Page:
Puzzle pieces

Welcoming creativity into the work process opens up new ways of approaching problems and finding solutions. | Photo by Hans-Peter Gauster on Unsplash

January 26, 2021

Would you visit a destination to go Bigfoot hunting? The state of Oklahoma thinks you might.

A recent bill introduced in Oklahoma would issue hunting licenses for those interested in going on a Bigfoot hunt. The fees would fund the Oklahoma Department of Wildlife Conservation while drawing tourists to the area. 

As stated in a recent EcoWatch article about the initiative: "They want to buy a license because they want to frame it on the wall," (State Rep. Justin) Humphrey told The Oklahoman. "Anything that could be a revenue creator is something we ought to look at and definitely entertain."

I don’t want to get into the nitty-gritty details about whether this could harm actual efforts to find Bigfoot or whether it’s a good idea to invite a deluge of out-of-state hunters into the woods to participate in this. 

What I want to point out is this: This brilliant idea puts Oklahoma on the map, potentially boosting tourism revenue while funding conservation efforts. Countless destinations have been looking for a similar solution to this problem. Could it work?

The other key point? Creative ideas are everywhere … even in those places we least expect to find them.

The tourism industry is in the perfect position to take advantage of creativity. We’re working across a myriad of environments, tangled up in fascinating stories, and interacting with people who are engaged and interested in the world around them. Creative ideas are within our grasp, and it’s up to each and every person to smash the box their thinking is currently contained within to find them.

It is clear we, humankind, can not “return” to normal. “Normal” encompassed a system and structure that was inequitable, unsafe, unhealthy, and far from sustainable. It’s natural for people to fall back into what we know because it’s comfortable and safe — even if it’s not the best path forward. 

It seems like the vast majority of people working within tourism are eager for a new way of doing business, but what would a drastically new way of doing business look like? How far are we willing to push disruption? How do we prioritize the environment and local communities while still running profitable businesses?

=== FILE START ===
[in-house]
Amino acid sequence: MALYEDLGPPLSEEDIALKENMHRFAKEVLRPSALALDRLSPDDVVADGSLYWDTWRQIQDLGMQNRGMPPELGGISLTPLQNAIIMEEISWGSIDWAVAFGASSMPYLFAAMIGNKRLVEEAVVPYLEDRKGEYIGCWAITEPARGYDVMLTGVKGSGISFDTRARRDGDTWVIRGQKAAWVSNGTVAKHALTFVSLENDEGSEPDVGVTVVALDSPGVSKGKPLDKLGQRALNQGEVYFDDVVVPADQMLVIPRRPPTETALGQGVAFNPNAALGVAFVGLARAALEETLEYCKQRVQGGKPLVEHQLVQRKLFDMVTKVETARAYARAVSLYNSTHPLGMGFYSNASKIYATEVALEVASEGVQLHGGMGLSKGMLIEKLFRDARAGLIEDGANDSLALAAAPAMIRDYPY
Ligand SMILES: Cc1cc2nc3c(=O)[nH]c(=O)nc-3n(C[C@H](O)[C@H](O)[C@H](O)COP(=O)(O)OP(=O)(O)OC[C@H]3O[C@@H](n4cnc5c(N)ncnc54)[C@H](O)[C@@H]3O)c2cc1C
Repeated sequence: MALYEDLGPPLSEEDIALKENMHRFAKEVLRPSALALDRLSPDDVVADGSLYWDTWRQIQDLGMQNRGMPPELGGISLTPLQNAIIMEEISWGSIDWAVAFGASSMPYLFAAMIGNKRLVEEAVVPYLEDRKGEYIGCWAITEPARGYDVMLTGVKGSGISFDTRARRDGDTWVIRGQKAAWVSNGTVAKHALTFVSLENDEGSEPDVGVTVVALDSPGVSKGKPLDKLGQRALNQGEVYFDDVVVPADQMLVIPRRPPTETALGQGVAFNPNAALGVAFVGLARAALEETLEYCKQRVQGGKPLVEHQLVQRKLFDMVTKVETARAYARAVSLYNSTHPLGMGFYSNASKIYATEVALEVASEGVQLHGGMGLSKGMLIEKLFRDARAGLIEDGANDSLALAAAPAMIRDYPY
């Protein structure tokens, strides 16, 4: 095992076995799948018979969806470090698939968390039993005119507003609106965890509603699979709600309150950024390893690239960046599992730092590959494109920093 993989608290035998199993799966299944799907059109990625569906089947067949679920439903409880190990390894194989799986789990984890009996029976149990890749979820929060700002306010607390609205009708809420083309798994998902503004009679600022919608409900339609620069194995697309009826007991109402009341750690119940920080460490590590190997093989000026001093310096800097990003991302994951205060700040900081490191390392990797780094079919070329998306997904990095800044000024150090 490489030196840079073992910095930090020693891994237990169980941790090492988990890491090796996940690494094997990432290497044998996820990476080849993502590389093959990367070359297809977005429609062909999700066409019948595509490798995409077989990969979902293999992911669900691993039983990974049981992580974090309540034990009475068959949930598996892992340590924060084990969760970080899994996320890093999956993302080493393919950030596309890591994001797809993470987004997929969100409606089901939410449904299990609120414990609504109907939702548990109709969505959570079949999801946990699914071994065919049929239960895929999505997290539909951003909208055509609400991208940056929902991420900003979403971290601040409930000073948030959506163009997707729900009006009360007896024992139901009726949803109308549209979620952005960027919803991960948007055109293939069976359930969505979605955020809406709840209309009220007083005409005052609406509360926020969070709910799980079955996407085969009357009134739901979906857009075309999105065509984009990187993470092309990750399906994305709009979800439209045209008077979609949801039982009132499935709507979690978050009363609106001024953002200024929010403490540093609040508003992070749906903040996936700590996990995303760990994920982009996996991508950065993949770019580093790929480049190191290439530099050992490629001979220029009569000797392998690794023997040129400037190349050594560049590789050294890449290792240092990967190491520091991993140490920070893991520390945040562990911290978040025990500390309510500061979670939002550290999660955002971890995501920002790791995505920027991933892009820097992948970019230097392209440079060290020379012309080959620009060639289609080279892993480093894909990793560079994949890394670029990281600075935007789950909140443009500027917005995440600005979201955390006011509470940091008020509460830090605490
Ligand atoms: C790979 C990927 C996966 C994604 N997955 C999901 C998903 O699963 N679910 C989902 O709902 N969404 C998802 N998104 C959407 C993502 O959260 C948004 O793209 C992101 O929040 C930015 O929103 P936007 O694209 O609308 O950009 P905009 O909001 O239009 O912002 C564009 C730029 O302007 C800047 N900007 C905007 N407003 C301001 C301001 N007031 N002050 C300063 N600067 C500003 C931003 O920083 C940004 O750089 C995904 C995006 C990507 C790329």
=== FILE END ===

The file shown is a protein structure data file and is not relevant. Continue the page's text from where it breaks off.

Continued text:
What could the “new” tourism look like if we really let our imaginations run wild?

Creativity serves us well in our everyday work. Finding innovative ways to respond to open-ended problems reveals pathways of opportunity we might never have considered before. And when people are motivated by interest, enjoyment, satisfaction, and the personal challenge of the work itself, creativity knows no bounds. There is no wrong answer when we’re thinking creatively — and we’re in the perfect position to take advantage of these conditions right now.

Are you ready to realize your creative potential? It’s time to nudge it further … a little further … a little further. 

Now you’re getting to the good stuff.

1. Ask “what if?”

Nothing is off-limits when it comes to creative thinking. This Bigfoot hunting license scheme probably started as a joke — “Wouldn’t it be bonkers if we could get people to pay to go looking for Bigfoot?” — and cascaded from there. All brilliant solutions start with the spark of an idea, and no idea or question is off the table when you get started. 

Let ideas evolve, rolling out “what if?” questions that build off of or inspire other questions. Don’t hold back when you start throwing ideas around as you begin looking for new ways to define travel, offer experiences, tell your stories, or promote your products or destinations.

2. Turn your thinking upside down.

Look at a problem from every single angle. Consider it from different viewpoints. Imagine scenarios that are 180 degrees from the way you normally approach them. Take conventional wisdom and throw it out the window. It has no place when you’re tackling a problem with a new, fresh perspective.

Here’s an example: Last year I talked with a tour operator who was so concerned about the climate emergency she didn’t want her clients to fly. How could she market her tours without attracting travelers who need to board an airplane? She turned the idea around until she hit on the solution of only offering her website and marketing materials in the languages primarily spoken by people living within a train ride away. 

3. Think beyond the tourism silo.

We are all so embedded in the tourism industry that we sometimes need reminders that there’s a world beyond it. Yet, that world is teeming with ideas and strategies that can be stretched and molded to fit the challenges specific to travel and tourism.

What can we learn from the supply chains being disrupted in the fashion industry? Is there anything to take away from the way, say, a literary agency and the publishing industry work in regard to helping travelers find the right travel experiences? How can we work with non-profit organizations to ensure travel doesn’t remain an activity for the privileged? Are there local partnerships we have yet to explore?

4. Collaborate.

This, of course, leads naturally to the idea that we can and should lean into collaboration — both within and beyond the tourism industry. You do not have to work through these problems alone, so don’t! For the most part, those working in the tourism industry share the same values and intentions, so coming together to find creative solutions to our greatest challenges is in our best interest.

But I challenge you to go beyond this small, contained bubble. Find spaces that foster and encourage new ways of approaching problems, and let your mind run wild. Who knows … you may come up with the next great Bigfoot idea!


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